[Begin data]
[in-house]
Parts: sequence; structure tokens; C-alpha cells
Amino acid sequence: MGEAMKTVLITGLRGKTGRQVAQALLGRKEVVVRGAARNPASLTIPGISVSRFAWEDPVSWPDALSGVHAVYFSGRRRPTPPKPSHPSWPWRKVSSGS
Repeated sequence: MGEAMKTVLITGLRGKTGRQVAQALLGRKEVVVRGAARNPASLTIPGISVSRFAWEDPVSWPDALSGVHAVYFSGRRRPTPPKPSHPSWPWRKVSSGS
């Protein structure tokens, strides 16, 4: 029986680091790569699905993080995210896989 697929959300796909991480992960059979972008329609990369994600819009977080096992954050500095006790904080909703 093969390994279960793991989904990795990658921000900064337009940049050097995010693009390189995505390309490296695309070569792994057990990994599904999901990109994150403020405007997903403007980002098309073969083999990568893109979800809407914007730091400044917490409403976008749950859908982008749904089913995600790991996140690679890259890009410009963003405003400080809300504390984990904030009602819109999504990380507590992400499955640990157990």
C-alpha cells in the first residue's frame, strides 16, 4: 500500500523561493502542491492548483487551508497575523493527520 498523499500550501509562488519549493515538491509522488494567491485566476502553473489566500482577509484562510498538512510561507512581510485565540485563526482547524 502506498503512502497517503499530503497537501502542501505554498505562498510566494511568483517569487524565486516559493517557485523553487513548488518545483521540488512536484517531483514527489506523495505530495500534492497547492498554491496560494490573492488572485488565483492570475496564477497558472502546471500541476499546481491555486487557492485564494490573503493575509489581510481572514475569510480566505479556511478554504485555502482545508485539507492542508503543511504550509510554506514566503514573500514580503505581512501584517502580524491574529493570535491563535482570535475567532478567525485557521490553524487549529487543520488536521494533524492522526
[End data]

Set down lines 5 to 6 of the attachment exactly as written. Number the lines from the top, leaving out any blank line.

């Protein structure tokens, strides 16, 4: 029986680091790569699905993080995210896989 697929959300796909991480992960059979972008329609990369994600819009977080096992954050500095006790904080909703 093969390994279960793991989904990795990658921000900064337009940049050097995010693009390189995505390309490296695309070569792994057990990994599904999901990109994150403020405007997903403007980002098309073969083999990568893109979800809407914007730091400044917490409403976008749950859908982008749904089913995600790991996140690679890259890009410009963003405003400080809300504390984990904030009602819109999504990380507590992400499955640990157990």
C-alpha cells in the first residue's frame, strides 16, 4: 500500500523561493502542491492548483487551508497575523493527520 498523499500550501509562488519549493515538491509522488494567491485566476502553473489566500482577509484562510498538512510561507512581510485565540485563526482547524 502506498503512502497517503499530503497537501502542501505554498505562498510566494511568483517569487524565486516559493517557485523553487513548488518545483521540488512536484517531483514527489506523495505530495500534492497547492498554491496560494490573492488572485488565483492570475496564477497558472502546471500541476499546481491555486487557492485564494490573503493575509489581510481572514475569510480566505479556511478554504485555502482545508485539507492542508503543511504550509510554506514566503514573500514580503505581512501584517502580524491574529493570535491563535482570535475567532478567525485557521490553524487549529487543520488536521494533524492522526